The Black Hand Society
In 1908, Fernie Italians experienced a kind of witch hunt at the centre of which was the Black Hand Society — Mano Nera. The term was coined by an American journalist to describe a criminal organization brought to the US by Italian immigrants in the 1880s.
Notions of Italian organized crime were picked up by the eastern Canadian media. On June 27, 1908, the Fernie District Ledger reported the arrest of armed members of an Italian secret society that had sent extortion letters to prominent businessmen Tom Whelan, Philip Carosella, and Al Rizzuto. In August, Cranbrook Herald reports of rumours that the Black Hand had set the Fernie Great Fire were quickly refuted by Mayor W. W. Tuttle.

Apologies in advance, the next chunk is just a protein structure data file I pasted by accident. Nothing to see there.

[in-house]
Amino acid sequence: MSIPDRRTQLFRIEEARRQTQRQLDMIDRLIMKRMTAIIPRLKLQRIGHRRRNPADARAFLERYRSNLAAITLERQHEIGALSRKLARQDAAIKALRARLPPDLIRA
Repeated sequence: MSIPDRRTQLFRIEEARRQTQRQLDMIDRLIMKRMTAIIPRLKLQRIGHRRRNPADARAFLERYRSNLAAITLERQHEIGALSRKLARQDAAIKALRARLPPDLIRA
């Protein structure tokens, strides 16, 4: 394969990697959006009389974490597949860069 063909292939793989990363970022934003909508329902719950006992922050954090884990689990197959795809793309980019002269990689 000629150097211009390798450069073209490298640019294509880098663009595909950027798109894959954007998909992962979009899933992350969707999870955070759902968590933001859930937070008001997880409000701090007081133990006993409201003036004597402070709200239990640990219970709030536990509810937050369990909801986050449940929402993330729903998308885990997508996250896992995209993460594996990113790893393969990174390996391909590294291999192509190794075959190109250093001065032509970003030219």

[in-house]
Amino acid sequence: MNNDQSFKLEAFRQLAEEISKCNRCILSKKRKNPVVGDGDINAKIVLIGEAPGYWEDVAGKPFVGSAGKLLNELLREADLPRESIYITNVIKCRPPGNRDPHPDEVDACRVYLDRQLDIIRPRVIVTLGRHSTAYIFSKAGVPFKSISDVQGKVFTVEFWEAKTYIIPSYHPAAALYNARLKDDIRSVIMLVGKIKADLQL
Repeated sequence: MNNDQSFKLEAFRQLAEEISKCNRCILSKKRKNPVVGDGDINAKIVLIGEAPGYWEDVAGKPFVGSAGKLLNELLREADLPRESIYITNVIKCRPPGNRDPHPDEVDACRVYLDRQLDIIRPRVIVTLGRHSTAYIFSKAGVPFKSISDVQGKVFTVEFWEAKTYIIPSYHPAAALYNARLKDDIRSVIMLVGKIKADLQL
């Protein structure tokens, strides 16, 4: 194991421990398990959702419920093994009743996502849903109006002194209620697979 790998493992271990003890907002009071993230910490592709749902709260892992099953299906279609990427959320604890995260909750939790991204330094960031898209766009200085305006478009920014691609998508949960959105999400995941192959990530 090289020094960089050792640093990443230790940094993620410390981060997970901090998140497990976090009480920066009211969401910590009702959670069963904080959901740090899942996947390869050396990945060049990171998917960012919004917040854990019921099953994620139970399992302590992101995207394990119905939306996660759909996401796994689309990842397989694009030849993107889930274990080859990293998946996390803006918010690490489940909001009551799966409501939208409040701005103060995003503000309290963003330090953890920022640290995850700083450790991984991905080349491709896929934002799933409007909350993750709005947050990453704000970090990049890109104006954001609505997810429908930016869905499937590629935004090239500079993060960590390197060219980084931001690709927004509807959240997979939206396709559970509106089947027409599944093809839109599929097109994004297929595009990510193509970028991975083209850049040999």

The would-be criminals were incredibly inept; some escaped from prison but were quickly re-arrested. On September 27, 1908, at a trial at the Fernie Court House the following Spokane men were found guilty of setting up the Black Hand Society and of conspiracy: Domenic Marzino, Annunziato Santoro, Stephen Bruno, Frank Albanesse, Joseph Ferraro, Frank Rocco, S. G. Barolo, F. Rocco, G. S. Bartolo, Jasper Jacino, and Antonio Batali. Sentences ranged from six months to seven years. A local witness, Antonio Lento, claimed the accused threatened to injure him if he did not join the society. On June 10, 1909, the Fernie Free Press reported that a Joseph Raniera was arrested for attempting to extort money from Carosella and Rizzuto, found guilty, and sentenced to 14 years in prison.